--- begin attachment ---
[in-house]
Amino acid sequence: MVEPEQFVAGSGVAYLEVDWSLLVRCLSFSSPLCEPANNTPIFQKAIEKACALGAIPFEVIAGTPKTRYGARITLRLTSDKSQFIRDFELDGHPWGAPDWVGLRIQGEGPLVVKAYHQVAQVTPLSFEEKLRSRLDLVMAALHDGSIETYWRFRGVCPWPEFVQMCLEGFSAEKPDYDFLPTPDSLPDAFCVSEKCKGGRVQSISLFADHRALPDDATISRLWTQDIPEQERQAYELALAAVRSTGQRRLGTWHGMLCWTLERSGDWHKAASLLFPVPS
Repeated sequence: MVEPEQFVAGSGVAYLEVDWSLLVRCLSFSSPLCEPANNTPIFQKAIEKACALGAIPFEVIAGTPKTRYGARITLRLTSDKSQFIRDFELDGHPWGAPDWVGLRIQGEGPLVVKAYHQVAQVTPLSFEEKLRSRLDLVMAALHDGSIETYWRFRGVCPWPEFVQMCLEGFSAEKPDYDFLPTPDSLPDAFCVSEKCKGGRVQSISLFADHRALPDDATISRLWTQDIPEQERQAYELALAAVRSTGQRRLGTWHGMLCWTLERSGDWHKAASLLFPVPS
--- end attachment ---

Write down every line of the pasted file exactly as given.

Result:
[in-house]
Amino acid sequence: MVEPEQFVAGSGVAYLEVDWSLLVRCLSFSSPLCEPANNTPIFQKAIEKACALGAIPFEVIAGTPKTRYGARITLRLTSDKSQFIRDFELDGHPWGAPDWVGLRIQGEGPLVVKAYHQVAQVTPLSFEEKLRSRLDLVMAALHDGSIETYWRFRGVCPWPEFVQMCLEGFSAEKPDYDFLPTPDSLPDAFCVSEKCKGGRVQSISLFADHRALPDDATISRLWTQDIPEQERQAYELALAAVRSTGQRRLGTWHGMLCWTLERSGDWHKAASLLFPVPS
Repeated sequence: MVEPEQFVAGSGVAYLEVDWSLLVRCLSFSSPLCEPANNTPIFQKAIEKACALGAIPFEVIAGTPKTRYGARITLRLTSDKSQFIRDFELDGHPWGAPDWVGLRIQGEGPLVVKAYHQVAQVTPLSFEEKLRSRLDLVMAALHDGSIETYWRFRGVCPWPEFVQMCLEGFSAEKPDYDFLPTPDSLPDAFCVSEKCKGGRVQSISLFADHRALPDDATISRLWTQDIPEQERQAYELALAAVRSTGQRRLGTWHGMLCWTLERSGDWHKAASLLFPVPS